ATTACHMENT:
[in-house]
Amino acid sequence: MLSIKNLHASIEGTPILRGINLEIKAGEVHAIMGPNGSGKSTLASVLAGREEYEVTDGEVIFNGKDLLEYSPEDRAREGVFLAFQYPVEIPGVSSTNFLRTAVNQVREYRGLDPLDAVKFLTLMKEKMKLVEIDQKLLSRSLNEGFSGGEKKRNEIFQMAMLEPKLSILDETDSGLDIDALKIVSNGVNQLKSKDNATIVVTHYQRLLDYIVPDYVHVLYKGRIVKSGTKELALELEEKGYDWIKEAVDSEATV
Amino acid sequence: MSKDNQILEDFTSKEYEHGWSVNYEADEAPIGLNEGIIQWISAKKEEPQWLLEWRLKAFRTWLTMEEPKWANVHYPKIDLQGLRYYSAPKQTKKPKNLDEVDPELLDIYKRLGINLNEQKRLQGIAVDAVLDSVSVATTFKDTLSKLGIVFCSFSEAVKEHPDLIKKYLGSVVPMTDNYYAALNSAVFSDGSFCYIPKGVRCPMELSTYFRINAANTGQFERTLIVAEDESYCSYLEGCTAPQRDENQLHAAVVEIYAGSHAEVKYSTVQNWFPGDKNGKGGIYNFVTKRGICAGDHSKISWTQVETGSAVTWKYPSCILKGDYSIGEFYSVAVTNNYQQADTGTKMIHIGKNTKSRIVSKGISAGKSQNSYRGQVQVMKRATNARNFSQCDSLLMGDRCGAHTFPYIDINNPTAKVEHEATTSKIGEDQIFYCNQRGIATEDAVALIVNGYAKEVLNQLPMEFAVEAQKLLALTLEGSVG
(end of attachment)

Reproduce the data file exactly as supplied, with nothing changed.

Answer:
[in-house]
Amino acid sequence: MLSIKNLHASIEGTPILRGINLEIKAGEVHAIMGPNGSGKSTLASVLAGREEYEVTDGEVIFNGKDLLEYSPEDRAREGVFLAFQYPVEIPGVSSTNFLRTAVNQVREYRGLDPLDAVKFLTLMKEKMKLVEIDQKLLSRSLNEGFSGGEKKRNEIFQMAMLEPKLSILDETDSGLDIDALKIVSNGVNQLKSKDNATIVVTHYQRLLDYIVPDYVHVLYKGRIVKSGTKELALELEEKGYDWIKEAVDSEATV
Amino acid sequence: MSKDNQILEDFTSKEYEHGWSVNYEADEAPIGLNEGIIQWISAKKEEPQWLLEWRLKAFRTWLTMEEPKWANVHYPKIDLQGLRYYSAPKQTKKPKNLDEVDPELLDIYKRLGINLNEQKRLQGIAVDAVLDSVSVATTFKDTLSKLGIVFCSFSEAVKEHPDLIKKYLGSVVPMTDNYYAALNSAVFSDGSFCYIPKGVRCPMELSTYFRINAANTGQFERTLIVAEDESYCSYLEGCTAPQRDENQLHAAVVEIYAGSHAEVKYSTVQNWFPGDKNGKGGIYNFVTKRGICAGDHSKISWTQVETGSAVTWKYPSCILKGDYSIGEFYSVAVTNNYQQADTGTKMIHIGKNTKSRIVSKGISAGKSQNSYRGQVQVMKRATNARNFSQCDSLLMGDRCGAHTFPYIDINNPTAKVEHEATTSKIGEDQIFYCNQRGIATEDAVALIVNGYAKEVLNQLPMEFAVEAQKLLALTLEGSVG